Radiation Therapy and the Natural History of Childhood Cancers
This study will: 1) provide standard non-experimental radiation therapy to children who have a form of cancer or similar disease process that is of scientific interest, importance, or educational value; 2) determine the effects of radiation on childhood cancers; and 3) allow for the education of nurses, medical students, residents, clinical fellows, and physicians in the management and care of this specialized group of cancer patients. Patients in this study will not receive experimental therapy, but will be given standard medical care.
Patients eligible for this study include: 1) children with cancer or a precancer syndrome, such as aplastic anemia or other myelodysplastic syndrome, who are between 6 months and 21 years of age and whose disease will be treated or has been treated with radiation therapy in the NCI's Radiation Oncology Branch (ROB); 2) patients with cancer or a precancer syndrome who have disease manifestations of special interest to ROB investigators; and 3) patients with cancer or a precancer syndrome who offer an important educational benefit to radiation oncology trainees and staff.
Participants will undergo a medical history, physical examination, and blood tests, and radiation therapy. Before beginning treatment, medical information such as pathology reports, laboratory results, diagnosis and treatment history, scan results, and so forth, will be obtained from the patient's medical records. Additional procedures that may need to be done include scans, such as magnetic resonance imaging (MRI), computed tomography (CT), positron emission tomography (PET), lung function tests, arteriogram, or tumor biopsies.
Participants will then have a (simulation) treatment planning session for radiation therapy during which measurements are taken, CT images are taken, and markings are placed on the body to help determine the treatment area. The radiation will be delivered to the body by a machine called a linear accelerator, which produces x-rays. Radiation therapy is generally given once or twice a day 5 days a week. Each treatment takes about 10 minutes.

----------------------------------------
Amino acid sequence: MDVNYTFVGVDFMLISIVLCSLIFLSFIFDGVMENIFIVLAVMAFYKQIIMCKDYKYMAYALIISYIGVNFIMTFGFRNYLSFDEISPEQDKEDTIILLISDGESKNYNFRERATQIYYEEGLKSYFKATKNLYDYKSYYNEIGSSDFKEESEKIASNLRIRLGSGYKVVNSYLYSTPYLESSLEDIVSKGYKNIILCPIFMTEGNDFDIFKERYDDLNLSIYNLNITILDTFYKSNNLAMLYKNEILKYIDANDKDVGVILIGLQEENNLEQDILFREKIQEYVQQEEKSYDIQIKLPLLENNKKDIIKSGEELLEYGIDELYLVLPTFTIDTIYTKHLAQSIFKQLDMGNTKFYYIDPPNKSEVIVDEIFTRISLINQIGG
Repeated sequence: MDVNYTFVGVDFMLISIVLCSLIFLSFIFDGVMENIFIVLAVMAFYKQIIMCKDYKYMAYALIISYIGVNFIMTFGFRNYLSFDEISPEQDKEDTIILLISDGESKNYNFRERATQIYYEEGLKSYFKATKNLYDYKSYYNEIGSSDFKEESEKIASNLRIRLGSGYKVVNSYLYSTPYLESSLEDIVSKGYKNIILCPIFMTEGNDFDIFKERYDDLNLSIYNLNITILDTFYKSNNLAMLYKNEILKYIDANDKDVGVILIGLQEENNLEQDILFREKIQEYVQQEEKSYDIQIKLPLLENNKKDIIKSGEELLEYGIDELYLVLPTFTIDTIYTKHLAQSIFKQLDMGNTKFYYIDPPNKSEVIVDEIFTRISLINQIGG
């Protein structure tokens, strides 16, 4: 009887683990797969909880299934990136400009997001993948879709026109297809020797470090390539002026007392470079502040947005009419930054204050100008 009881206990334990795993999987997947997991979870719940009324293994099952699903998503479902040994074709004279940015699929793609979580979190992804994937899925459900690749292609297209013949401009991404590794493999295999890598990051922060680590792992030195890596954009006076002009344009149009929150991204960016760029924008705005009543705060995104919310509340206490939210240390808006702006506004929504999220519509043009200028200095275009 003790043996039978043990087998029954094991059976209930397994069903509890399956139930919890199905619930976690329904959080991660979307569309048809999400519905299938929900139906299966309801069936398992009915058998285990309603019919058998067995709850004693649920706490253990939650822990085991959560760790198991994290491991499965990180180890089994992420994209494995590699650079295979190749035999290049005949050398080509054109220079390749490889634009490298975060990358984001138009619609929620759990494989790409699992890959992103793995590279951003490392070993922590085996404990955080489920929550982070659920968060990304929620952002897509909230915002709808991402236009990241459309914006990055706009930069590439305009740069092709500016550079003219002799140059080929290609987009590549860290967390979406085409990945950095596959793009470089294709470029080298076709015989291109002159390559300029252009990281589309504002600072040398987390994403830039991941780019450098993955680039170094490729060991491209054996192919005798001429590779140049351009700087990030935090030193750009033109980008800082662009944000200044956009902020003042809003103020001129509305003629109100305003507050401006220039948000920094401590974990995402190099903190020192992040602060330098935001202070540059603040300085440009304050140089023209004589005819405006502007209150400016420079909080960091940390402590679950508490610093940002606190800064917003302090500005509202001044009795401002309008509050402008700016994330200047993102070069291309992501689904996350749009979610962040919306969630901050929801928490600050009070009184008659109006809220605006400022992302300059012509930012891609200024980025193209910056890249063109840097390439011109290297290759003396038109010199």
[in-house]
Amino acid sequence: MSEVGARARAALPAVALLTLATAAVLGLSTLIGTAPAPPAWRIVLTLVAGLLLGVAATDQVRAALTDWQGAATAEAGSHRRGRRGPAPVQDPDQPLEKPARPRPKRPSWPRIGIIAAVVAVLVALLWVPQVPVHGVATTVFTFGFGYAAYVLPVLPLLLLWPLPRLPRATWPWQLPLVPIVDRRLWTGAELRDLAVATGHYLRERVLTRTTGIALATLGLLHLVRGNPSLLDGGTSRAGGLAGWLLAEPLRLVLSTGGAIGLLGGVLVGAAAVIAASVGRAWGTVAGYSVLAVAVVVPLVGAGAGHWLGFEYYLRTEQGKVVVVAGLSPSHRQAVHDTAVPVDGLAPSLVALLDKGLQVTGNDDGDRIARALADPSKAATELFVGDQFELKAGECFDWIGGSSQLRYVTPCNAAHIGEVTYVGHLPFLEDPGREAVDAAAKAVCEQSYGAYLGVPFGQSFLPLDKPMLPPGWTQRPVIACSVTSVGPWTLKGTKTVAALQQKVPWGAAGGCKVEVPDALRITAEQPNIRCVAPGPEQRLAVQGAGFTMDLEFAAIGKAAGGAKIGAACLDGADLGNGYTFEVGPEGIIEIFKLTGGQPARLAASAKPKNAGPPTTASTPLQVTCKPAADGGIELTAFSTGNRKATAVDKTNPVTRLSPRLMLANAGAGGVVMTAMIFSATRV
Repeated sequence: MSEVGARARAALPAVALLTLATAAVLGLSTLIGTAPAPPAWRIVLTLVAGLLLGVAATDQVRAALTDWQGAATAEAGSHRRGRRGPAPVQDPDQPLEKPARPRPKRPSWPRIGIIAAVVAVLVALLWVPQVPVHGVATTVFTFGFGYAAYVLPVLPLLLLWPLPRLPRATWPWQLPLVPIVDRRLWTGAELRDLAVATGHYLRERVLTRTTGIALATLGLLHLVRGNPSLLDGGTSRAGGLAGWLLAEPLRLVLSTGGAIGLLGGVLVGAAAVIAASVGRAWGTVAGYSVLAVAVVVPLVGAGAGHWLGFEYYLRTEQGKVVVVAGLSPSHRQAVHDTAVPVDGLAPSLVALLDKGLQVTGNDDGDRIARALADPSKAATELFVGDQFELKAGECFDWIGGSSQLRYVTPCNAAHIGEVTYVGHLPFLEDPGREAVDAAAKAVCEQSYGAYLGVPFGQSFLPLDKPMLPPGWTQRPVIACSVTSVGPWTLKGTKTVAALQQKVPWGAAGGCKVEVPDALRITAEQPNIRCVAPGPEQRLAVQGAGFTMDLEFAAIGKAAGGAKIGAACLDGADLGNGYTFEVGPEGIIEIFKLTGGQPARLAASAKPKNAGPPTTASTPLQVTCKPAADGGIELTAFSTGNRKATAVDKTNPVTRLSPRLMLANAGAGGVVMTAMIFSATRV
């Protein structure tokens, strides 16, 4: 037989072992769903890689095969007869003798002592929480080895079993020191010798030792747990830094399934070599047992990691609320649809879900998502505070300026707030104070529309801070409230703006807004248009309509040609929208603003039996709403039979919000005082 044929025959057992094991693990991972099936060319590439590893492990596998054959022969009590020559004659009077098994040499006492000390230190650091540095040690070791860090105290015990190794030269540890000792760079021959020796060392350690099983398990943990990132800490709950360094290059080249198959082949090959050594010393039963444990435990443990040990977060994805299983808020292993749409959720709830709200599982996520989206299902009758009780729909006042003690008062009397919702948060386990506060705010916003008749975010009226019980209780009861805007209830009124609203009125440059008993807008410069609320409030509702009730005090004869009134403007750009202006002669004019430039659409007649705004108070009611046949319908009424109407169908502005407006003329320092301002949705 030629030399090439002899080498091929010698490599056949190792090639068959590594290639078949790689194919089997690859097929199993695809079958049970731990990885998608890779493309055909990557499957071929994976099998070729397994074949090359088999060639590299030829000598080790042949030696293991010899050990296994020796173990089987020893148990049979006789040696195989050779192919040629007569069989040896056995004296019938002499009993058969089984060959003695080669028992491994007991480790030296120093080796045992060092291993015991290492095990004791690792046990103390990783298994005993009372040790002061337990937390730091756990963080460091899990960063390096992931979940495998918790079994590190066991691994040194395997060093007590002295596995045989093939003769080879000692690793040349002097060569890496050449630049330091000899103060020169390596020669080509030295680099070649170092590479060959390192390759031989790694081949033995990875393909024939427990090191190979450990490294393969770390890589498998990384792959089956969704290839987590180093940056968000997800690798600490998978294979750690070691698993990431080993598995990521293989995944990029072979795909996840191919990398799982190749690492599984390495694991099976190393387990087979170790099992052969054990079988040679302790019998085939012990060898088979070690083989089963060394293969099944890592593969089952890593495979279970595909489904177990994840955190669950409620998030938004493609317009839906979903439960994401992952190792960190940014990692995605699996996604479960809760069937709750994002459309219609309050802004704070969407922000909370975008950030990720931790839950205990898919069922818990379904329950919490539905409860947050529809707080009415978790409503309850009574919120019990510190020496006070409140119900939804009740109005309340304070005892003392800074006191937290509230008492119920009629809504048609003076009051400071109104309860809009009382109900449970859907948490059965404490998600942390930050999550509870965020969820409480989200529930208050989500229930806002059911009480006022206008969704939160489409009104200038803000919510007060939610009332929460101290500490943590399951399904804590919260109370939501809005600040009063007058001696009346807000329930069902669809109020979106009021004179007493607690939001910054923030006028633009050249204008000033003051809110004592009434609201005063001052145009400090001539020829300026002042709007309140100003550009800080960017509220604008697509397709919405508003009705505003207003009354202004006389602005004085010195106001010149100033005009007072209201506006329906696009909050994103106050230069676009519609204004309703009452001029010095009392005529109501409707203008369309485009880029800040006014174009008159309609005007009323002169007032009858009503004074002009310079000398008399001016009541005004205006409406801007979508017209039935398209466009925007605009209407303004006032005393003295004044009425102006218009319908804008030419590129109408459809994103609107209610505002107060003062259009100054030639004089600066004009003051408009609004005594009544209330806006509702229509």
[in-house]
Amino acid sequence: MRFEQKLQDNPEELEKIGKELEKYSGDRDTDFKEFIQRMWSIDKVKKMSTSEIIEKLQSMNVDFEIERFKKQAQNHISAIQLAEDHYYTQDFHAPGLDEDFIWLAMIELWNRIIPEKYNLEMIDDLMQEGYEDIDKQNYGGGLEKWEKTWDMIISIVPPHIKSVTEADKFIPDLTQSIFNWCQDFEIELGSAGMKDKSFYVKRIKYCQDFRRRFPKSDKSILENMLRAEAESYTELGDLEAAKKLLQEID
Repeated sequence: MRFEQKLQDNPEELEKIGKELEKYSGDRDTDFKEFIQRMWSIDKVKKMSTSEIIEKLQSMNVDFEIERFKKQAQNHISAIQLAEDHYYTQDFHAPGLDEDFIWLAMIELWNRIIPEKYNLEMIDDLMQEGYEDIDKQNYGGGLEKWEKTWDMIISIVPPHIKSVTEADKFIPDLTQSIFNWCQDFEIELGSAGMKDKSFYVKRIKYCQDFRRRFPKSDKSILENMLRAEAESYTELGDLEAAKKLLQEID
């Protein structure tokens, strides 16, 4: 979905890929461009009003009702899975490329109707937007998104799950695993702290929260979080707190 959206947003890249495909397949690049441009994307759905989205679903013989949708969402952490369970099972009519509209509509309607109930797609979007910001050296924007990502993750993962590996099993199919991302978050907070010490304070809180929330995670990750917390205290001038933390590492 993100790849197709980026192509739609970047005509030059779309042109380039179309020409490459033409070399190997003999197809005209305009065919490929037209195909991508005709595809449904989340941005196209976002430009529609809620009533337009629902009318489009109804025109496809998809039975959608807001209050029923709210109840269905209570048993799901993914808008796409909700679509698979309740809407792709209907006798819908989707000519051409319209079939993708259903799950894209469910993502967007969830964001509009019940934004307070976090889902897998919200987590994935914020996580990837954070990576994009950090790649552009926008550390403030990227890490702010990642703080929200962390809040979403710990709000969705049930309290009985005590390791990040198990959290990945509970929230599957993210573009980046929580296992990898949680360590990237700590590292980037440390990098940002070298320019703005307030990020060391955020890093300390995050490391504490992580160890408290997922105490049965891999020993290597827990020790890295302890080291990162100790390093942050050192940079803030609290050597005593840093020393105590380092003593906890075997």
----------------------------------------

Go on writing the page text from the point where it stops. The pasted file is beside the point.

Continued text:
When the course of treatment is completed, patients return to the Radiation Oncology clinic for follow-up visits that include blood tests, a physical examination, and review of symptoms, if any. Visits are kept to a minimum, but continue for a prolonged period to watch for any late effects of treatment that may occur over a period of decades.
|Official Title:||The Natural History of Childhood Malignancies Treated With Radiation Therapy|
|Study Start Date:||July 2003|
-Children with cancer represent relatively rare disorders that are of unique scientific importance and educational value.
-This protocol will allow follow-up of these patients for determination of the effects of radiation on overall survival, as well as relapse-free/ disease-free survival, local control, and the late sequelae of radiation therapy.
-Children with cancer and who require radiation are referred to the Radiation Oncology Branch primarily from Children's National Medical Center in Washington, D.C. and from other Branches of the NCI/NIH.
-This protocol is designed to provide the radiation component of therapy in children with cancer that have diseases that are of unique scientific interests, importance, and/or educational value.
|Contact: Sharon L Smith, R.N.||(301) firstname.lastname@example.org|
|Contact: Kevin A Camphausen, M.D.||(301) email@example.com|
|United States, Maryland|
|National Institutes of Health Clinical Center, 9000 Rockville Pike||Recruiting|
|Bethesda, Maryland, United States, 20892|
|Contact: For more information at the NIH Clinical Center contact National Cancer Institute Referral Office (888) NCI-1937|
|Principal Investigator:||Kevin A Camphausen, M.D.||National Cancer Institute (NCI)|